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Have brands got influencer marketing all wrong?

By Sanna Ödmark, Head of Marketing at Cure Media

Influencer marketing is certainly nothing new. Virtually every well-known brand in existence has used influencers to bring a human element to their campaigns and engage with audiences beyond the traditional marketing mix. So, if we’ve all been doing this for years, why is there such a big disconnect between audiences’ and brands’ perceptions of the role influencers play? Our recent research took a snapshot of both consumers and marketers to gauge their attitudes to influencer marketing, and the results were striking.

For consumers, first and foremost, the primary function of influencers is sales. Not only do, 26% of us see influencers as out-and-out salespeople, but 75% of people say they have bought something recommended by an influencer. This should hardly come as a shock to marketers. The number of sponsored influencer posts have doubled since 2017, and so it is no wonder that consumers see influencers as an increasing sales tool for brands.

On the other hand, brands believe influencers should occupy a very different function in our marketing mix. Starkly, only 14% think that influencer marketing campaigns are most effective at the purchase stage of the sales funnel. Instead, the overwhelming number of marketers (77%) see influencers as an effective method of achieving brand messaging. Again, it is not hard to see why brands feel this way as only 14% reported a sales uplift when working with influencers.

So, have we been getting our influencer marketing all wrong?

It’s important to clarify at this point, there’s no denying that influencer marketing has always been a very strong branding channel. Influencers typically produce lifestyle led content that is a perfect vehicle for brand messaging and raising awareness. As a result, the channel has always been associated with the ‘softer’ side of marketing, as opposed to the hard-hitting metrics that so many senior marketers have come to value when calculating their ROI and allocating budgets.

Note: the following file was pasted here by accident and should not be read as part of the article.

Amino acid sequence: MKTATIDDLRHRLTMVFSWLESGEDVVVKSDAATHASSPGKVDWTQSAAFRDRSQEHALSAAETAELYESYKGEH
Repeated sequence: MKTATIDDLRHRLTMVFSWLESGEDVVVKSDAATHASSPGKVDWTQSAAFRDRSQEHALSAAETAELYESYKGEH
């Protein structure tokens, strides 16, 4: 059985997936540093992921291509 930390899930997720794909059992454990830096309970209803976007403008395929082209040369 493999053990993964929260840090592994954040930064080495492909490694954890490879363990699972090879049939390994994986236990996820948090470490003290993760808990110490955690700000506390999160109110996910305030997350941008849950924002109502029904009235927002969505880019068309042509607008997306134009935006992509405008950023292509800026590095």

Herein lies the problem. The primary reason why brands often only report small sales uplifts from their influencer activity is because only 30% say they can collect accurate ROI data from influencer activity. This is a huge problem. Without the correct ROI data, it is impossible to measure whether the activity has been successful or determine which channels drive the most sales – both direct and indirect.

This is not meant to castigate marketers, measuring the effect of influencers can be extremely tricky. Often a significant part of the result from influencer marketing is generated via other channels, such as organic search, paid search, direct traffic etc. As such, the total sales uplift resulting from influencer marketing is often a lot higher than marketers realise.

However, most brands are unable to see beyond the face value results and ignore the more holistic picture, which is very important. In order to measure the full effect of influencer marketing, you can’t measure the channel in a silo. When marketers understand how to optimise their influencer channels throughout the whole consumer journey, the channel will achieve the best possible outcome.

This is because good branding today means increased sales tomorrow, something all marketers will be familiar with. And, when you do influencer marketing in the right way – with an always-on, long term approach that can optimise results – the channel’s ability to drive sales becomes much clearer. A long term approach also ties into one of the key strengths of influencer marketing, namely trust.

Consumers see influencers as far more trustworthy brands, whether they are promoting products or not. Therefore, using the channel to build trust with our audiences is a sustainable way to keep your brand front-of-mind with audiences and will lead to sales over time.

It’s not a case that brands have been getting their influencer marketing wrong. But, It’s a case that we’ve been looking at it wrong. The impact of our activations goes far beyond the soft, hard-to-measure metrics of brand awareness and messaging. When influencer marketing is done right, and the results are measured accurately, it becomes incredibly clear that it can be both a strong branding channel and a strong sales channel that drives high ROI. Marketers just need to learn how to read it. 


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